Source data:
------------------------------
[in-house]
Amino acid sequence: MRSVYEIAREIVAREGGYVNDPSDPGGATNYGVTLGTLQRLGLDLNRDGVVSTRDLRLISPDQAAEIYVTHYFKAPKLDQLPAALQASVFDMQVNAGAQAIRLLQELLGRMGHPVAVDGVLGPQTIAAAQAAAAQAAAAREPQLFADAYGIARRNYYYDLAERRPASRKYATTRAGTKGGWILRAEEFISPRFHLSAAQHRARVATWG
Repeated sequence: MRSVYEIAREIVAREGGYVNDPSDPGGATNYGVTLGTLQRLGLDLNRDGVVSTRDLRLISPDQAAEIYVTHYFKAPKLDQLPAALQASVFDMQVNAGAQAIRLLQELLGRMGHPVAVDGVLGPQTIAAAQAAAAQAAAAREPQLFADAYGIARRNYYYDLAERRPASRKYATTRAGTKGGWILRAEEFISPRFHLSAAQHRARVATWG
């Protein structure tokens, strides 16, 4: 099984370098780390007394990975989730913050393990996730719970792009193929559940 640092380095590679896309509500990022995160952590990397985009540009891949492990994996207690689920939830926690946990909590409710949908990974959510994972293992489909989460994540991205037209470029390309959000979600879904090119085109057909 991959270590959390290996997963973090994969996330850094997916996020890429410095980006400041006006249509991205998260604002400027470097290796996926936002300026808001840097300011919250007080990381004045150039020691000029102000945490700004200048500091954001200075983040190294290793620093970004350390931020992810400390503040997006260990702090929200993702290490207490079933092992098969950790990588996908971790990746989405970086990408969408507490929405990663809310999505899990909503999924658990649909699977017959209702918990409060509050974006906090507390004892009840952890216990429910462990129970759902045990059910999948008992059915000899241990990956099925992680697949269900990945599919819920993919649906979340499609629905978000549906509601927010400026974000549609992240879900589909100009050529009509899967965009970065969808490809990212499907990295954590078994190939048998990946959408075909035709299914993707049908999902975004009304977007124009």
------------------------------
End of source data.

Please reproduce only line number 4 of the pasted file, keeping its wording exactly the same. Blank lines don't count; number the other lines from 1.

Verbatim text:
């Protein structure tokens, strides 16, 4: 099984370098780390007394990975989730913050393990996730719970792009193929559940 640092380095590679896309509500990022995160952590990397985009540009891949492990994996207690689920939830926690946990909590409710949908990974959510994972293992489909989460994540991205037209470029390309959000979600879904090119085109057909 991959270590959390290996997963973090994969996330850094997916996020890429410095980006400041006006249509991205998260604002400027470097290796996926936002300026808001840097300011919250007080990381004045150039020691000029102000945490700004200048500091954001200075983040190294290793620093970004350390931020992810400390503040997006260990702090929200993702290490207490079933092992098969950790990588996908971790990746989405970086990408969408507490929405990663809310999505899990909503999924658990649909699977017959209702918990409060509050974006906090507390004892009840952890216990429910462990129970759902045990059910999948008992059915000899241990990956099925992680697949269900990945599919819920993919649906979340499609629905978000549906509601927010400026974000549609992240879900589909100009050529009509899967965009970065969808490809990212499907990295954590078994190939048998990946959408075909035709299914993707049908999902975004009304977007124009």